8th Estonian Rifle Corps

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8th Rifle Corps
41st Guards Rifle Corps
Active 6 November 1942
Country Soviet Union
Allegiance Soviet Union
Branch Army
Type Infantry
Role Corps headquarters
Size two rifle divisions
Nickname Estonian
Engagements Battle of Narva, Baltic Offensive
Decorations Honorific Tallinn
Disbanded 1946
Commanders
Notable
commanders
Lieutenant General Lembit Pärn

The 8th 'Estonian' Rifle Corps (2nd formation)[1] (Russian: 8-й Эстонский стрелковый корпус, Estonian: 8. Eesti Laskurkorpus) was a formation in the Soviet Army, created on 6 November 1942, during World War II.

An 8th Rifle Corps (but not made up of Estonian personnel) had been previously formed, taking part in the Soviet invasion of Poland as part of the 5th Army,[2] and, on the outbreak of war on 22 June 1941, this first formation was part of the 26th Army in the Kiev Special Military District, consisting of the 99th, the 173rd, and the 72nd Mountain Rifle Divisions.[3] The first formation of the 8th Rifle Corps was destroyed in the first three months of the German invasion and is not present on the Soviet order of battle after August 1941.[4]

The 8th 'Estonian' Rifle Corps was formed of mobilized ethnic Estonians, who were at first brought in Russia (where many of them died because of poor conditions); the battalions created in Estonia and incorporated former officials of the Republic of Estonia's army.[citation needed] In the order of battle, the corps appears in the Stavka Reserves by 1 November 1942 and is subordinated to the Kalinin Front by 1 December 1942.[5]

When 2nd formation was formed in 1942, the corps' structure consisted of the 7th and 249th Rifle Divisions stationed in Estonia, reinforced by volunteers from the Estonian Communist Party organisation. In an effort to increase overall formation experience, the battle-hardened 19th Guards Rifle Division later joined the 8th Rifle Corps. Throughout its entire existence, the rifle corps was commanded by Lieutenant General Lembit Pärn.

Over half of the formation consisted of non-Estonians or descendants of Estonians who emigrated to Russia in the 19th century[citation needed].

War service[edit]

The corps fought a total 916 days in the war, and at different times it was in service on the Kalinin, the Leningrad and the 2nd Baltic Front. For 344 days, parts of the corps were engaged with German forces, but no significant gains were made. For the next 123 days, the formation was engaging in the Battle of Velikiye Luki where 13,000 of the 27,000 men were killed or wounded. Then, 37 days were spent in the Battle of Narva, and the final 69 days were devoted to the Battle of Courland. During the Battle of Narva in 1944, the artillery of the rifle corps fired on the 20th Waffen Grenadier Division of the SS (1st Estonian), consisting of Estonians fighting in the Waffen SS. The infantry of the corps was engaged in direct battle with the Estonians on the German side in the battles of Porkuni and Avinurme on 20 and 21 September 1944, where a detachment of the rifle corps murdered a number of wounded prisoners of war.[6]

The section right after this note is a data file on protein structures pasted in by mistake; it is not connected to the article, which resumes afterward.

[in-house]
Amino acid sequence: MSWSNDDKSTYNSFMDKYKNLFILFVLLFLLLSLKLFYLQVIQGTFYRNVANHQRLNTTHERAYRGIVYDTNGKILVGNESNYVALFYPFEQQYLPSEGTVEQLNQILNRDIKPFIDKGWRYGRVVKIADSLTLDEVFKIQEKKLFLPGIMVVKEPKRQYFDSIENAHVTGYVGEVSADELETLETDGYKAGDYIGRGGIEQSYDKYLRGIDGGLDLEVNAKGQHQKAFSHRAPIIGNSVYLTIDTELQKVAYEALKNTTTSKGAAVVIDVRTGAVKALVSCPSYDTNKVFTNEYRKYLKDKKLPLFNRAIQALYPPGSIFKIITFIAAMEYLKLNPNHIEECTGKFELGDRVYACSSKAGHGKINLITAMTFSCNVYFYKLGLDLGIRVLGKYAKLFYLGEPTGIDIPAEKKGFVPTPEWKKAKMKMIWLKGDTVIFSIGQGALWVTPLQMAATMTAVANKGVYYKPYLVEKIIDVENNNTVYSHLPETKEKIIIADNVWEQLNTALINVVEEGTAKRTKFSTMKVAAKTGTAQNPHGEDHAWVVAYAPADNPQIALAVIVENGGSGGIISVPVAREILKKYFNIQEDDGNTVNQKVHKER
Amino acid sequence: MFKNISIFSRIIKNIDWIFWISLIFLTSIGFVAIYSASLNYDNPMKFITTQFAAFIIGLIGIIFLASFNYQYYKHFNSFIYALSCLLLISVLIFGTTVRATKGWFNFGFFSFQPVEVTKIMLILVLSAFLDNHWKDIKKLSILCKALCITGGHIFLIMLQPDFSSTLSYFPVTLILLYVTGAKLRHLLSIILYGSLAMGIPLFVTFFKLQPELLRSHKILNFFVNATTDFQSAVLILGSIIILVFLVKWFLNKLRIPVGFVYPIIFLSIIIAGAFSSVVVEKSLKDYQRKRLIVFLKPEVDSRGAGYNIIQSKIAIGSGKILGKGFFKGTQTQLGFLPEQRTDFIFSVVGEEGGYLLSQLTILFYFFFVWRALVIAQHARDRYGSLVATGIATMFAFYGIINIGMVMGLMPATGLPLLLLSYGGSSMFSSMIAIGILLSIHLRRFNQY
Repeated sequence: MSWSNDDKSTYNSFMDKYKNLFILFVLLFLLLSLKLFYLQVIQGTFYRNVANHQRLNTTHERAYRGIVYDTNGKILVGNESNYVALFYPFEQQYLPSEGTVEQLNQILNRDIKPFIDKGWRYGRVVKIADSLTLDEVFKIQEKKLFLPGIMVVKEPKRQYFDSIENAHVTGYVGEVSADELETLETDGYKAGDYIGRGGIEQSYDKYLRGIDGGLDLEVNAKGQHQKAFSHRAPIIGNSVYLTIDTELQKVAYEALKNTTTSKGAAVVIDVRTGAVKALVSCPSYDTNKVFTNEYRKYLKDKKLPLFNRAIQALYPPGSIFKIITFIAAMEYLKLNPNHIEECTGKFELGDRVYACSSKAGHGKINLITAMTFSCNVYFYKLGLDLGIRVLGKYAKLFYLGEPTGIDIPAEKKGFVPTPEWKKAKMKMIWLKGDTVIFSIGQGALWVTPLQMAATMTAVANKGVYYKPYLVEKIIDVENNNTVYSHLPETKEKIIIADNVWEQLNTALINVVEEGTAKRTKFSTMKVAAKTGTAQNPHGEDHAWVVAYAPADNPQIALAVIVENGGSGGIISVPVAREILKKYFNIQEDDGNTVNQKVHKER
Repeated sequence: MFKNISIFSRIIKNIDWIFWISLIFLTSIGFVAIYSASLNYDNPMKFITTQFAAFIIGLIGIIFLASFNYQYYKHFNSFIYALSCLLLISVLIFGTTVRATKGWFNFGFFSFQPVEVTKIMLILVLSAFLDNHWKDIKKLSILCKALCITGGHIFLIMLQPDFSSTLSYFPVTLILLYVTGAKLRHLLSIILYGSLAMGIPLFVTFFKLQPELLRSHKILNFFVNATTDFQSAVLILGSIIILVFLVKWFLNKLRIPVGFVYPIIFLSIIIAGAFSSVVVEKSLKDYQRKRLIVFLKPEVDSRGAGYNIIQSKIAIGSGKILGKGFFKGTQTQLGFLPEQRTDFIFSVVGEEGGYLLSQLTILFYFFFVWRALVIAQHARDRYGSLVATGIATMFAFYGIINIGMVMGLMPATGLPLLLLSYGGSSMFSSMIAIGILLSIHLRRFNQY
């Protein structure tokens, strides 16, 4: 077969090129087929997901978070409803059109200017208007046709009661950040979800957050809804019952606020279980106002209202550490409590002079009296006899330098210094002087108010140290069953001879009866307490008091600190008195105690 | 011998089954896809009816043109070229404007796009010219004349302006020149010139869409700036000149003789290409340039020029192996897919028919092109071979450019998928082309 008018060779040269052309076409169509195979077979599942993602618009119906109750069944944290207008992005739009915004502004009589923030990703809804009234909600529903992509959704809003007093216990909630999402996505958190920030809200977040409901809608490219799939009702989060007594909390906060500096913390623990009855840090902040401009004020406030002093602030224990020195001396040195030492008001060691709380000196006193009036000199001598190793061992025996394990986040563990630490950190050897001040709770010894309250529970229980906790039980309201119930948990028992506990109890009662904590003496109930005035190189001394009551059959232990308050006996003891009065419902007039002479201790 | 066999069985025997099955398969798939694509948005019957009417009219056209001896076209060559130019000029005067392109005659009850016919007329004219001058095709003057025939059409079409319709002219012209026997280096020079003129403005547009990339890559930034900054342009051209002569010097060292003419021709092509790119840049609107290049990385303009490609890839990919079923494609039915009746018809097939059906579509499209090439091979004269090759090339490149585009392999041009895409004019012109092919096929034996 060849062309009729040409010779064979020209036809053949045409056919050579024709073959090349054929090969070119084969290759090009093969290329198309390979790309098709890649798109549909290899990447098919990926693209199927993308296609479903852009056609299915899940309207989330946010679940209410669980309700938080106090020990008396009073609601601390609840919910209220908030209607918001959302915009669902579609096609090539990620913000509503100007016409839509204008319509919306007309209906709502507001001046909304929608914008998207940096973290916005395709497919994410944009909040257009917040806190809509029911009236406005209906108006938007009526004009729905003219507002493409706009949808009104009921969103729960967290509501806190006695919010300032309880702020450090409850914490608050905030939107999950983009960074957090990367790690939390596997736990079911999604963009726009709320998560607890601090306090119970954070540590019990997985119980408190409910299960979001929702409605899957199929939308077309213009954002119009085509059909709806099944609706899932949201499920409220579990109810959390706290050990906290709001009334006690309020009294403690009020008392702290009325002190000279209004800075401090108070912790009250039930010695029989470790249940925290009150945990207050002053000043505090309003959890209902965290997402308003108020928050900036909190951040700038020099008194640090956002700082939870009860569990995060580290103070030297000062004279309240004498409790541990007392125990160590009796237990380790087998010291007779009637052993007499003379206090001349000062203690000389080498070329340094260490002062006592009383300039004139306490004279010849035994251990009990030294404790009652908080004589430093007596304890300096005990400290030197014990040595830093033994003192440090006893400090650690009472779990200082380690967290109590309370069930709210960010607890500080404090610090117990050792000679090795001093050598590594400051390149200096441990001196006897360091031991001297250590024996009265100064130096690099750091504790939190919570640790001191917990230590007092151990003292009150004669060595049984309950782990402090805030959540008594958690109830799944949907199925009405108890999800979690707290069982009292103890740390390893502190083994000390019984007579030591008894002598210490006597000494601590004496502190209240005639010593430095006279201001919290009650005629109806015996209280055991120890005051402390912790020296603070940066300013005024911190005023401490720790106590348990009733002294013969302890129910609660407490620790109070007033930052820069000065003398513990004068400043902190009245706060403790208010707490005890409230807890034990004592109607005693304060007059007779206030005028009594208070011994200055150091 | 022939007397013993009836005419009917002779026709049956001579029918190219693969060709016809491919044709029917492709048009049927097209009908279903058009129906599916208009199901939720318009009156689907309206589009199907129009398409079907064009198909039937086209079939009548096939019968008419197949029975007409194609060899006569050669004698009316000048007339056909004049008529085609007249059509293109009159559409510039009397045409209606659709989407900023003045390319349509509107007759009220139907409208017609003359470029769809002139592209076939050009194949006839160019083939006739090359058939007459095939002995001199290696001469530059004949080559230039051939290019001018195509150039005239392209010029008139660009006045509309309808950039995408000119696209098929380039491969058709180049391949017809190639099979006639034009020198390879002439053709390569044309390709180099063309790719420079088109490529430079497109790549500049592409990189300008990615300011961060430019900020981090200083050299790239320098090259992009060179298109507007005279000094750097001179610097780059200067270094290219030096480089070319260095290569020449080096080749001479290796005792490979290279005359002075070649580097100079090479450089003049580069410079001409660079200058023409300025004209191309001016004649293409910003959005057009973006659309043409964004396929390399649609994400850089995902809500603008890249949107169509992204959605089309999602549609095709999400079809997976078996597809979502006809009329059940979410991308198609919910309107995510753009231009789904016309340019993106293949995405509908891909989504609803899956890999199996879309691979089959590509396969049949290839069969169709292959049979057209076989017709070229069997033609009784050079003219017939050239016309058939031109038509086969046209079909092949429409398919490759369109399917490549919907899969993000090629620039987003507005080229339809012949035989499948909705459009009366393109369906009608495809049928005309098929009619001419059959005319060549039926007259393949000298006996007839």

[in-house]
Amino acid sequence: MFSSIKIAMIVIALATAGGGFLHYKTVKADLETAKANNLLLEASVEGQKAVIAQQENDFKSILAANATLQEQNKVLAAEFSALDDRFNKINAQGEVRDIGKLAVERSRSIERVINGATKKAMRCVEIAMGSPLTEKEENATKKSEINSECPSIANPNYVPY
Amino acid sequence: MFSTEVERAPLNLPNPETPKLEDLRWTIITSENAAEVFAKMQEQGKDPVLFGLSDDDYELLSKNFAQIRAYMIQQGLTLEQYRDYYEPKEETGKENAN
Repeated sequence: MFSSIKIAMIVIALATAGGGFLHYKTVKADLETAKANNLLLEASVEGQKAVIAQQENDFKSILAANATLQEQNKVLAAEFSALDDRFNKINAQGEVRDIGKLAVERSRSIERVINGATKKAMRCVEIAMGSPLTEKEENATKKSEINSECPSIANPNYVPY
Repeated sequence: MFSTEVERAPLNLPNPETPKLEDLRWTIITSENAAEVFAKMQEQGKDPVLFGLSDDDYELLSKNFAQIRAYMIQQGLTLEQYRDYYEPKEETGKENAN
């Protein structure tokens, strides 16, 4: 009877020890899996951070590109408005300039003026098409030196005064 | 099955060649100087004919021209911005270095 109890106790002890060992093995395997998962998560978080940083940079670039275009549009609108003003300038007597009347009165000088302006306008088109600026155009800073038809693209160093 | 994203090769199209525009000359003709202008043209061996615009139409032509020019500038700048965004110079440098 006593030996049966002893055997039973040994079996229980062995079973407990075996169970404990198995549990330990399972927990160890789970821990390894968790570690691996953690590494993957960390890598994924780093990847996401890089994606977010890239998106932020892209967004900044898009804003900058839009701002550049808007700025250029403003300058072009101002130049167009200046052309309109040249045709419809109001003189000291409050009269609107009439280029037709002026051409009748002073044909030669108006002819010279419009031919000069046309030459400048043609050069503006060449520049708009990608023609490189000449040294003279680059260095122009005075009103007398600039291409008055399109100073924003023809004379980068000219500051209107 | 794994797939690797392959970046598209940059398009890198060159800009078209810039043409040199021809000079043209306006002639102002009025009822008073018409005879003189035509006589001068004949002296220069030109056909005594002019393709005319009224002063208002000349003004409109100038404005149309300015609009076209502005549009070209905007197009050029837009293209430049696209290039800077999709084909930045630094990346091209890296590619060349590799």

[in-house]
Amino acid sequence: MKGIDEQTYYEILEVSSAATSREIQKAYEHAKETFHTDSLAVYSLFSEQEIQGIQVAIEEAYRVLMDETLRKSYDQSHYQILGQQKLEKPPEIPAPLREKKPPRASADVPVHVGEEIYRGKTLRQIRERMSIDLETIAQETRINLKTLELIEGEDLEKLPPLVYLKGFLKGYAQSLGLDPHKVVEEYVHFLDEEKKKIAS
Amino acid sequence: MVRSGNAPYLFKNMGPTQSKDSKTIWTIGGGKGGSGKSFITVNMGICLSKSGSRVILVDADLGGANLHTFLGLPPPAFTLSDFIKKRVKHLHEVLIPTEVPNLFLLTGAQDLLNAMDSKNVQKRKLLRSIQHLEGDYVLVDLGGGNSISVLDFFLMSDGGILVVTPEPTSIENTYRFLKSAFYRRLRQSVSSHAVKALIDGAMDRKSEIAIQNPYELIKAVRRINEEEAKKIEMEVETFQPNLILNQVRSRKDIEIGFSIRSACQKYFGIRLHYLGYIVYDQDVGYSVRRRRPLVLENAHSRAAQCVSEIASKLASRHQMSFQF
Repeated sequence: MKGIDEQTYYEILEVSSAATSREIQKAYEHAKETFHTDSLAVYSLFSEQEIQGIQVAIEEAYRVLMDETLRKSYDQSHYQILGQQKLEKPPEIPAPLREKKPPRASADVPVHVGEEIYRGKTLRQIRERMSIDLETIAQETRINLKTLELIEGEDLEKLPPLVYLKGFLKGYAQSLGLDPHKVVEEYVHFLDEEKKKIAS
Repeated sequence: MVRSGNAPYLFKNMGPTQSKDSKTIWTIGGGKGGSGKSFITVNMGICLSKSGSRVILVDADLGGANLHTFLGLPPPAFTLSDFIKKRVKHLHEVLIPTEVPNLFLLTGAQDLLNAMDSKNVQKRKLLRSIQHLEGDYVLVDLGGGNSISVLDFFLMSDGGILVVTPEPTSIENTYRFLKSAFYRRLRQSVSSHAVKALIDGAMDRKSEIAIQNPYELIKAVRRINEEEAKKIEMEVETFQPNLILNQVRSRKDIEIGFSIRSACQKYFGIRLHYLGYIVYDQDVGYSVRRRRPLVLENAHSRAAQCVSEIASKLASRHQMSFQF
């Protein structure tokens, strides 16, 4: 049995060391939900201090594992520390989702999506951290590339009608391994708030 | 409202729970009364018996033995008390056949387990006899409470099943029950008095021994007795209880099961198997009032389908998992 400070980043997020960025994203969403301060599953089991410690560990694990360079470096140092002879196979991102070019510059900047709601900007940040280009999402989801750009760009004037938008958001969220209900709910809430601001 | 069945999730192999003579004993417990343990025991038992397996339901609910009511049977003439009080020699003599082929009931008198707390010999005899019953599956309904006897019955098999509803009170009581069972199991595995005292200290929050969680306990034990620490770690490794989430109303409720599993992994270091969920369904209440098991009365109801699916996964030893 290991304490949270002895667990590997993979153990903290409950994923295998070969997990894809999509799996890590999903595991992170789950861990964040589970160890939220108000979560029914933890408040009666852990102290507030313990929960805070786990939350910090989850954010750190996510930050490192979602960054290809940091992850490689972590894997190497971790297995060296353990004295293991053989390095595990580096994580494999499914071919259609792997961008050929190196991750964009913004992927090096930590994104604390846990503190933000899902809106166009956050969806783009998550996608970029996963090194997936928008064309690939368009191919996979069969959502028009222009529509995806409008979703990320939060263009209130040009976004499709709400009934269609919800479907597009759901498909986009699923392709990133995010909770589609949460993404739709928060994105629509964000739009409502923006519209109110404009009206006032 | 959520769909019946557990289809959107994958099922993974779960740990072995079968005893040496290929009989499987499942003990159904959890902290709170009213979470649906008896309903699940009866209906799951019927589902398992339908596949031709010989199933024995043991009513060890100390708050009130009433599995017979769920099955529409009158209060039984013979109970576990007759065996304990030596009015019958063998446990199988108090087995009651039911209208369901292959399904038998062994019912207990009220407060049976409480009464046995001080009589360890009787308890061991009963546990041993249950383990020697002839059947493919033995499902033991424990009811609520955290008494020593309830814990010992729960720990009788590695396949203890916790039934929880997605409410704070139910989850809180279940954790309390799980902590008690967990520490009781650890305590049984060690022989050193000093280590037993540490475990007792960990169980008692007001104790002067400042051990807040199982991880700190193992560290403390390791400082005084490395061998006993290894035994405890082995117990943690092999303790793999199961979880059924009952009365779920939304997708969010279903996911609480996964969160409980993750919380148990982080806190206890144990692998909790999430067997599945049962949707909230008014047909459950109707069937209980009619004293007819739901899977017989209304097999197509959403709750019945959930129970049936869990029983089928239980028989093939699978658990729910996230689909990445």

In total, 4100 settlements were captured by the 8th Estonian Rifle Corps. Of the whole rifle corps, one division, six regiments, and one battalion were decorated with an order. The 8th Estonian Rifle Corps was also given the honorific "Tallinn", and on June 28, 1945 the corps was renamed the 41st Guards Estonian Tallinn Rifle Corps. The two component divisions were also honored; the 7th became the 118th Guards Rifle Division and the 249th became the 122nd Guards Rifle Division. In 1946, both divisions were inactivated to provide personnel for other Soviet activities in the Estonian Soviet Socialist Republic.[7]

According to the 23 June 1945 decision of the Presidium of the Supreme Soviet of the Soviet Union, demobilization of the Red Army started. The first 8th Rifle Corps fighters were demobilized on 16 July 1945. By the end of 1946, 16,550 men were demobilized. Of those, 3,425 (20.7%) started to work in the administrative or legal bodies of the Soviet occupation regime (Communist Party, Komsomol, trade unions etc.).

See also[edit]

Citations[edit]

  1. ^ Pokrovsky, p.9
  2. ^ Мельтюхов М.И. Советско-польские войны. Военно-политическое противостояние 1918-1939 гг. — М.: Вече, 2001.
  3. ^ Orbat.com/Niehorster, 26th Army 22 June 1941
  4. ^ БОЕВОЙ СОСТАВ ВОЙСК на 1 августа 1941 г.
  5. ^ БОЕВОЙ СОСТАВ ВОЙСК НА 1 ДЕКАБРЯ 1942 г.
  6. ^ Laar, Mart (2005). Estonia in World War II. Tallinn: Grenader. 
  7. ^ Feskov et al., Советская Армия в годы «холодной войны» (1945-1991), p. 47, Tomsk: Tomsk University Press, 2004

Literature[edit]

  • Боевой путь Эстонского стрелкового гвардейского корпуса / сост. В. Кюлаотс. — Таллин, 1945. — 251 стр.
  • И. Курчавов. Эстонская гвардия. — Таллин, 1946.
  • Эстонский национальный корпус Советской армии в Великой Отечественной войне, 1941—1945. — Таллин, 1949.
  • Ф. Паульман. Огонь и маневр: Артиллеристы эстонского стрелкового корпуса в Великой Отечественной войне 1941—1945. / вст. слово: К. Ару. — Таллин: Ээсти Раамат, 1968.
  • Pokrovsky, Gen.Col., Perecheni No.4: Headquarters of corps included in the structure of the active army during the years of the Great Patriotic War 1941-1945, Military-Scientific Directorate of General Staff, Moscow, 1954
  • (Russian) Галицкий К. Н. Годы суровых испытаний. 1941—1944 (записки командарма) — М.: Наука, 1973.